Via the Call for Papers website, maintained by the Department of English, University of Pennsylvania
Crime Fiction Here and There: Time and Space 13-15 September 2016
Dr Agnieszka Sienkiewicz-Charlish/University of Gdansk
From the locked room to the mean streets of the metropolis, the concept of space has always played as important role in crime fiction as the concept of time. A lot has been said in recent years about the importance of a specific locale in crime fiction. Both readers and writers like to divide crime novels into certain national and spatial genre variants: Nordic Noir, Tartan Noir, L.A. Noir etc., but are these variants really so different from each other? How does space define a particular formula? Studies on crime fiction and temporality usually refer to Todorov’s well-known chapter in his book The Poetics of Prose entitled “The Typology of Detective Fiction,” in which he argues that crime fiction narratives are structured by a double temporality: the reconstruction of events leading up to the murder and the progress of the detective’s investigation, with both narratives eventually converging at the point of the crime’s solution. However, if one looks at some contemporary crime novels as well as contemporary criticism this model certainly needs to be revised or at least reformulated. Although the construction of time and space in terms of genre conventions has been discussed quite extensively by critics, there still seems to be room for further analyses.
We invite papers on crime fiction in literature, cinema and the new media which will deal with one or more of the following points (the list is by no means exhaustive):
•constructing time and space in crime narrative
•time and space in nation-specific crime writing (e.g. Polish / Scottish / Austrian crime fiction, Nordic noir, etc.)
•place-specific crime writing (e.g. academic mystery, domestic noir, etc.)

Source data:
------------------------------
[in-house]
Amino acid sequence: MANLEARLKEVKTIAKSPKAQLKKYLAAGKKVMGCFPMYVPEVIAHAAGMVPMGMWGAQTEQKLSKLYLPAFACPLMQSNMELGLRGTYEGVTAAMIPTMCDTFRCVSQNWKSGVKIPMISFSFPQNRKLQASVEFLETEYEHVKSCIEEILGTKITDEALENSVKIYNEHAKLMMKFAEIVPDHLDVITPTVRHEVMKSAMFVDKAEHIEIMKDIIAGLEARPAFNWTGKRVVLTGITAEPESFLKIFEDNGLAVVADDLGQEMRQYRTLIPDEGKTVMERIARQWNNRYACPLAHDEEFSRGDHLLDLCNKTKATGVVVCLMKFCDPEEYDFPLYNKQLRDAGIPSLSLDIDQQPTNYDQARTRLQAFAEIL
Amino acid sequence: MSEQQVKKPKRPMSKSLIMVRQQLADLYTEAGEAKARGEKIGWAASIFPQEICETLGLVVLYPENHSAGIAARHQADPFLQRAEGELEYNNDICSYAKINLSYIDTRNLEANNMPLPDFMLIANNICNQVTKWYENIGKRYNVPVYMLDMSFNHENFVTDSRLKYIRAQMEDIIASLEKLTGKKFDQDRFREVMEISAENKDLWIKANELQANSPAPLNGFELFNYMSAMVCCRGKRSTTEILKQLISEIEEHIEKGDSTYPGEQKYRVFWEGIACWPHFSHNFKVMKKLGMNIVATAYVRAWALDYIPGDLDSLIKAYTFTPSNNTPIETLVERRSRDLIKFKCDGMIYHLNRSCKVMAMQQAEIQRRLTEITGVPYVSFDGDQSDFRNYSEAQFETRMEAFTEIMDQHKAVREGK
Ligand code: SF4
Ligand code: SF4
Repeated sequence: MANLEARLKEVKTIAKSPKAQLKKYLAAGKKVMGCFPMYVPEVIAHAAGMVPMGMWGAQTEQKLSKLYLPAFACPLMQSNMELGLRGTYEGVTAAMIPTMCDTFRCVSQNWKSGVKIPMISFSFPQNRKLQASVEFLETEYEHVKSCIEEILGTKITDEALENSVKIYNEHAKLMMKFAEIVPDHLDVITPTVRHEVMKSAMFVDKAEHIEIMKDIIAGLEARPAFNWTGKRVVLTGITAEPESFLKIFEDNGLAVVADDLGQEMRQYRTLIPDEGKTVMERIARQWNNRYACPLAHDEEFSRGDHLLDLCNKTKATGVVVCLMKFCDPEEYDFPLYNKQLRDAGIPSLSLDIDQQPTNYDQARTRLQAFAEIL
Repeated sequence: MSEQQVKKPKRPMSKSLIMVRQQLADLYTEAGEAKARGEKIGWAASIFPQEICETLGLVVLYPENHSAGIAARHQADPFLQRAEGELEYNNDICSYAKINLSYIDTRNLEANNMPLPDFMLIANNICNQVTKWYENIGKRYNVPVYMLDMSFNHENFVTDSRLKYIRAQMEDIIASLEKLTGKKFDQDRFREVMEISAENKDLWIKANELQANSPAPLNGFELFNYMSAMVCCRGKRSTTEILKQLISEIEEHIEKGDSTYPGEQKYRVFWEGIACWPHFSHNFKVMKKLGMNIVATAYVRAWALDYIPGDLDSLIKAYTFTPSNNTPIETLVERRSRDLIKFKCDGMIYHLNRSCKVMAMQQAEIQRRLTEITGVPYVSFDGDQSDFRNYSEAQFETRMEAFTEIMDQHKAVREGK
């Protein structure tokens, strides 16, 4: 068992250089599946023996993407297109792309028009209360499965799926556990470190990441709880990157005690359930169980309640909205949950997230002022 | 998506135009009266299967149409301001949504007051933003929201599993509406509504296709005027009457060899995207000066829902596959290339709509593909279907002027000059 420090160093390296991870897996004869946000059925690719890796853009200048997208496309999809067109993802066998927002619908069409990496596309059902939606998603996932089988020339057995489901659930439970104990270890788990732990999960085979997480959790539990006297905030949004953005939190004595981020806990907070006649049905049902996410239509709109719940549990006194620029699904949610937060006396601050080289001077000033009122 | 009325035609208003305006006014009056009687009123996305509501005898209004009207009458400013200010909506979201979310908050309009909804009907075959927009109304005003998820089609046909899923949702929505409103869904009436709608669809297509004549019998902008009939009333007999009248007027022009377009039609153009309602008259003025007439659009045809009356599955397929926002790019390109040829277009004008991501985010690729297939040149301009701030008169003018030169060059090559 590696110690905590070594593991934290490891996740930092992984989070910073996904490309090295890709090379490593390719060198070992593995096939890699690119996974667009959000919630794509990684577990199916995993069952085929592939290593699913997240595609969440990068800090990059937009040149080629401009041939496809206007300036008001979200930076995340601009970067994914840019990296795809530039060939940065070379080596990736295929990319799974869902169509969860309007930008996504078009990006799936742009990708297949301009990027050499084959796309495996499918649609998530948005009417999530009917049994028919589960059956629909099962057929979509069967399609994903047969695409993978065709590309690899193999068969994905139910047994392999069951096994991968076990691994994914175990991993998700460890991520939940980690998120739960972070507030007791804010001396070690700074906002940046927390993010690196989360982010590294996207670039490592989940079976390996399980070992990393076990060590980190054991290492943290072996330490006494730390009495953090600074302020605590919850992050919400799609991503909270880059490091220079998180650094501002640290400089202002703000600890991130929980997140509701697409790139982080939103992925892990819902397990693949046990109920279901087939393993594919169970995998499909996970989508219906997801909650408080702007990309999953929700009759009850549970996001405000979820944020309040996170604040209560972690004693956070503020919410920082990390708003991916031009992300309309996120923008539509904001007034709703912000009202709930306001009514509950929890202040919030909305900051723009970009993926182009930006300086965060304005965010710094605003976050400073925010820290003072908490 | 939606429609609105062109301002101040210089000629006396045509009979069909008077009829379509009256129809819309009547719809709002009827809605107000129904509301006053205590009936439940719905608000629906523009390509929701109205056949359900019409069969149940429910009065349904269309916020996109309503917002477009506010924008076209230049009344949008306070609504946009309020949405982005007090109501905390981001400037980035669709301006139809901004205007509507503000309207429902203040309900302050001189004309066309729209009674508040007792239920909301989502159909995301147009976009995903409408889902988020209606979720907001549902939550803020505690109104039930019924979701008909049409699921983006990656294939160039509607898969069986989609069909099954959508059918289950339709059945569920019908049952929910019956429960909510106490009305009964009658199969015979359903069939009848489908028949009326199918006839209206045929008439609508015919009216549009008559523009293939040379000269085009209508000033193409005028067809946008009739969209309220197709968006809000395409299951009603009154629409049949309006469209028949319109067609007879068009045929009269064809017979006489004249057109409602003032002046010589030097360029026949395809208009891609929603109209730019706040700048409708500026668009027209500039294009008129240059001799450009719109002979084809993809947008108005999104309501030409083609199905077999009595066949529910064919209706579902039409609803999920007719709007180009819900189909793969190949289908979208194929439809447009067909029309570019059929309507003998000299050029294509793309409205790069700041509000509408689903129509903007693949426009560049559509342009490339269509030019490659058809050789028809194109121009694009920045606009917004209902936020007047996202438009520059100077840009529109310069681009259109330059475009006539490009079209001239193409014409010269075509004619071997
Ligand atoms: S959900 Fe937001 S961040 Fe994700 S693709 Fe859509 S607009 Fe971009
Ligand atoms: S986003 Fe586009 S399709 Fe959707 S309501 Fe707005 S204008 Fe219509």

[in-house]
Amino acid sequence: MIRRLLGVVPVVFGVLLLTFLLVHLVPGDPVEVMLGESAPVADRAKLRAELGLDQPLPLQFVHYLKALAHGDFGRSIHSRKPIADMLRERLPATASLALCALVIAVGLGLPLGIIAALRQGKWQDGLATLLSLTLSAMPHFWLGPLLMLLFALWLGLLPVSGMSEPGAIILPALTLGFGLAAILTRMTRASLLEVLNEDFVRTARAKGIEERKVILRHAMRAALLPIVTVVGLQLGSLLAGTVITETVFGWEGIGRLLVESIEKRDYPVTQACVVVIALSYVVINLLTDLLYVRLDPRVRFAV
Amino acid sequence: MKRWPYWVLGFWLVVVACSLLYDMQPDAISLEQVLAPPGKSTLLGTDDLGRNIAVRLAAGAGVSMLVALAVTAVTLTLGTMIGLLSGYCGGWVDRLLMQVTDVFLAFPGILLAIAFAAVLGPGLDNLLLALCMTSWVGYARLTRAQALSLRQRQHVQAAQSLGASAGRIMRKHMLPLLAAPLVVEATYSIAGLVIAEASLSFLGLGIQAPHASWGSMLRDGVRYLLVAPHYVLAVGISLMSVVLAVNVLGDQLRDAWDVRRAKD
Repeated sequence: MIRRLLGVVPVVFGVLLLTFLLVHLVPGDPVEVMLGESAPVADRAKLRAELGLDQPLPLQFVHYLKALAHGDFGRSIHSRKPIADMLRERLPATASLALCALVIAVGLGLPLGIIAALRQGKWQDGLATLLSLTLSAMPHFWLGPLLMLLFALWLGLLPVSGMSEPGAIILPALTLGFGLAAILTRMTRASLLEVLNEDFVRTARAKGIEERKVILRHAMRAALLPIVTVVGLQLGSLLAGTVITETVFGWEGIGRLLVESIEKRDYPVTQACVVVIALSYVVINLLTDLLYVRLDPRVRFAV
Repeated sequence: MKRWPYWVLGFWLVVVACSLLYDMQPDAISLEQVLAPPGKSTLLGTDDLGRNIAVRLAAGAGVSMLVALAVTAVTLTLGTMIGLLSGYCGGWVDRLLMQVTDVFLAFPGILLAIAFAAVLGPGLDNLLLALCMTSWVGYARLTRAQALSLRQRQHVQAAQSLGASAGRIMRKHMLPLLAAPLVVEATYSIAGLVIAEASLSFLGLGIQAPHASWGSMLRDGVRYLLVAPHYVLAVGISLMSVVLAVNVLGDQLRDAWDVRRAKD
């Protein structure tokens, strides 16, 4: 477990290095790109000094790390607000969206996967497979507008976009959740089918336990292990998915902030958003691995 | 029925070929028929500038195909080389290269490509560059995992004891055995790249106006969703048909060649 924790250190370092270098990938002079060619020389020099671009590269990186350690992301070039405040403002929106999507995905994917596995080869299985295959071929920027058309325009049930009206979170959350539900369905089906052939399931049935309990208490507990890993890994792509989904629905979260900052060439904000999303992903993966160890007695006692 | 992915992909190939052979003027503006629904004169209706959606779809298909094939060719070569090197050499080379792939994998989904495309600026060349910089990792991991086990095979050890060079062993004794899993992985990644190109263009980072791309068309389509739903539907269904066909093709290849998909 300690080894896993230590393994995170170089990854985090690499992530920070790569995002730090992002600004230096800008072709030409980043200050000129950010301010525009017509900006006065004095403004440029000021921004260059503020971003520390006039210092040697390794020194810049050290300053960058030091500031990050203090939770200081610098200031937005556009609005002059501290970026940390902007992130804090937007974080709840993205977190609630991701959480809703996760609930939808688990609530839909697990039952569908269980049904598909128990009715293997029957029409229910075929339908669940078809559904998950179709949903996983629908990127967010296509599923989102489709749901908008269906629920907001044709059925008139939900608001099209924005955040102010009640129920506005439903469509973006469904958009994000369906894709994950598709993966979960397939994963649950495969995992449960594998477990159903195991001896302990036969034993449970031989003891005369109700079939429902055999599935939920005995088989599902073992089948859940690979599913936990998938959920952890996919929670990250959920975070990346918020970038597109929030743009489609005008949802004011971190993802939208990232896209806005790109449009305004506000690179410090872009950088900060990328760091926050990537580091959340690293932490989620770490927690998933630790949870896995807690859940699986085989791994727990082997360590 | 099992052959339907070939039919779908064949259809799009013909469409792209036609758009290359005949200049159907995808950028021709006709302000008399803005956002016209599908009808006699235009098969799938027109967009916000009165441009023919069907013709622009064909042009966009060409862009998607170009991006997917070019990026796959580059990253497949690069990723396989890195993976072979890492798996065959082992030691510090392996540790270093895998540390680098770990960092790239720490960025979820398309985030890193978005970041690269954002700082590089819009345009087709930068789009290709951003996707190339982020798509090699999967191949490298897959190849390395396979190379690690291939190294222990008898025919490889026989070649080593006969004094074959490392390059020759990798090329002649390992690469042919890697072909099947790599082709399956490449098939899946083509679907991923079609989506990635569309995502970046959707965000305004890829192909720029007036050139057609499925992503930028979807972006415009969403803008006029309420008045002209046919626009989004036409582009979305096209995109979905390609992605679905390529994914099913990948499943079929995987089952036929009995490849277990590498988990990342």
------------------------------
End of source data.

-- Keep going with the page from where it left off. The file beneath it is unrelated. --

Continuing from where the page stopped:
•oneiric, imaginary or other alternative worlds in crime writing
•closure and openness in crime fiction (e.g. locked rooms, manor houses, mean streets, prisons and other ‘crime spaces’ )
•gendered spaces in crime fiction
•the detective and the city
•setting as a protagonist?
•across time and space: movement trajectories in crime fiction
•the aesthetics / theory of space: the ‘spatial turn’ in literature and cinema.
Please send an abstract and a short biographical note email@example.com by 31 May 2016. The abstract should include a title, name and affiliation of the speaker and a contact email address. We welcome proposals from both postgraduate students and established scholars. Proposals for suggested panels are also welcome. Papers should be no longer than 20 minutes of presentation time and should be delivered in English.
Conference fee: 400 PLN (100 Euro/ 75 GBP), Students - 350 PLN (80 Euro/65 GBP)
Conference dinner on Wednesday 14th of September (optional): 25 Euro/20 GBP/ 100 PLN
The fee includes a delegate pack, lunches and other refreshments on all 3 days. Please note that it does not include accommodation. The conference dinner on Wednesday is optional and should be booked during the registration. There is going to be an informal conference warming on Monday, the 12th of September.
For further information, see our conference website
For more information on Captivating Criminality Network, see
Conference secretaries: Irina Antonenko, Arco van Ieperen